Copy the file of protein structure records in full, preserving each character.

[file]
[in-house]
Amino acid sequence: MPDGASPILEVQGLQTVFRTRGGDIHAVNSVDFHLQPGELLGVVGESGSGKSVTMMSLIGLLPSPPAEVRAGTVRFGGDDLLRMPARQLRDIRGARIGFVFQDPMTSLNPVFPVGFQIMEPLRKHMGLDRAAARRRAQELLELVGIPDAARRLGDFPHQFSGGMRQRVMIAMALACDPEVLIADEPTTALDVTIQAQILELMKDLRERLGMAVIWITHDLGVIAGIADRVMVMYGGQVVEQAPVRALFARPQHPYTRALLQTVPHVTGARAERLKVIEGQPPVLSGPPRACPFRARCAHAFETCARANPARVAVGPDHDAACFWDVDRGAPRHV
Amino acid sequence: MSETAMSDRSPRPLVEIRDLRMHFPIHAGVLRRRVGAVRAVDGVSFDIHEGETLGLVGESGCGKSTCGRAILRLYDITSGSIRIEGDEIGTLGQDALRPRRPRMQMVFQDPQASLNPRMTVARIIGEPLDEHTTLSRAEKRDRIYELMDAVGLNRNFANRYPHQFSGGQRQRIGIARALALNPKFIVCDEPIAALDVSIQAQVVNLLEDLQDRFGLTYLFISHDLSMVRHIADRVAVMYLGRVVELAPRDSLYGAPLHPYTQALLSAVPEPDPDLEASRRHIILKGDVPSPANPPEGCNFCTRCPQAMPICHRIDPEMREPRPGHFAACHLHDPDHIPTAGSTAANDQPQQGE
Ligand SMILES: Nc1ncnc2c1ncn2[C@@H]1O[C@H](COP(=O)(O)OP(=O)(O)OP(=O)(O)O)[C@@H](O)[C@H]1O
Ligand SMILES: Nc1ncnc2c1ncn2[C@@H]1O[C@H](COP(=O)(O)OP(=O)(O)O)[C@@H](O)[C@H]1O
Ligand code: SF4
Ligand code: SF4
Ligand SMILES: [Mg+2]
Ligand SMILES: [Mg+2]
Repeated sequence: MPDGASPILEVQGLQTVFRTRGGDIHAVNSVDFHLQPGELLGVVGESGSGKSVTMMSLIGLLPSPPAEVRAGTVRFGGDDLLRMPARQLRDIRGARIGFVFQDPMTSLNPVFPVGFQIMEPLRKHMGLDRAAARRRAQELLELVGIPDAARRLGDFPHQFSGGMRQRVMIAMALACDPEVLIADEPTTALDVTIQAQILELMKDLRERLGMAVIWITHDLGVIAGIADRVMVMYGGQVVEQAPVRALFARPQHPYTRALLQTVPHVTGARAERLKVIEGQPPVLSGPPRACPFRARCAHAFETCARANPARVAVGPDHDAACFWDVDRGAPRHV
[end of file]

[in-house]
Amino acid sequence: MPDGASPILEVQGLQTVFRTRGGDIHAVNSVDFHLQPGELLGVVGESGSGKSVTMMSLIGLLPSPPAEVRAGTVRFGGDDLLRMPARQLRDIRGARIGFVFQDPMTSLNPVFPVGFQIMEPLRKHMGLDRAAARRRAQELLELVGIPDAARRLGDFPHQFSGGMRQRVMIAMALACDPEVLIADEPTTALDVTIQAQILELMKDLRERLGMAVIWITHDLGVIAGIADRVMVMYGGQVVEQAPVRALFARPQHPYTRALLQTVPHVTGARAERLKVIEGQPPVLSGPPRACPFRARCAHAFETCARANPARVAVGPDHDAACFWDVDRGAPRHV
Amino acid sequence: MSETAMSDRSPRPLVEIRDLRMHFPIHAGVLRRRVGAVRAVDGVSFDIHEGETLGLVGESGCGKSTCGRAILRLYDITSGSIRIEGDEIGTLGQDALRPRRPRMQMVFQDPQASLNPRMTVARIIGEPLDEHTTLSRAEKRDRIYELMDAVGLNRNFANRYPHQFSGGQRQRIGIARALALNPKFIVCDEPIAALDVSIQAQVVNLLEDLQDRFGLTYLFISHDLSMVRHIADRVAVMYLGRVVELAPRDSLYGAPLHPYTQALLSAVPEPDPDLEASRRHIILKGDVPSPANPPEGCNFCTRCPQAMPICHRIDPEMREPRPGHFAACHLHDPDHIPTAGSTAANDQPQQGE
Ligand SMILES: Nc1ncnc2c1ncn2[C@@H]1O[C@H](COP(=O)(O)OP(=O)(O)OP(=O)(O)O)[C@@H](O)[C@H]1O
Ligand SMILES: Nc1ncnc2c1ncn2[C@@H]1O[C@H](COP(=O)(O)OP(=O)(O)O)[C@@H](O)[C@H]1O
Ligand code: SF4
Ligand code: SF4
Ligand SMILES: [Mg+2]
Ligand SMILES: [Mg+2]
Repeated sequence: MPDGASPILEVQGLQTVFRTRGGDIHAVNSVDFHLQPGELLGVVGESGSGKSVTMMSLIGLLPSPPAEVRAGTVRFGGDDLLRMPARQLRDIRGARIGFVFQDPMTSLNPVFPVGFQIMEPLRKHMGLDRAAARRRAQELLELVGIPDAARRLGDFPHQFSGGMRQRVMIAMALACDPEVLIADEPTTALDVTIQAQILELMKDLRERLGMAVIWITHDLGVIAGIADRVMVMYGGQVVEQAPVRALFARPQHPYTRALLQTVPHVTGARAERLKVIEGQPPVLSGPPRACPFRARCAHAFETCARANPARVAVGPDHDAACFWDVDRGAPRHV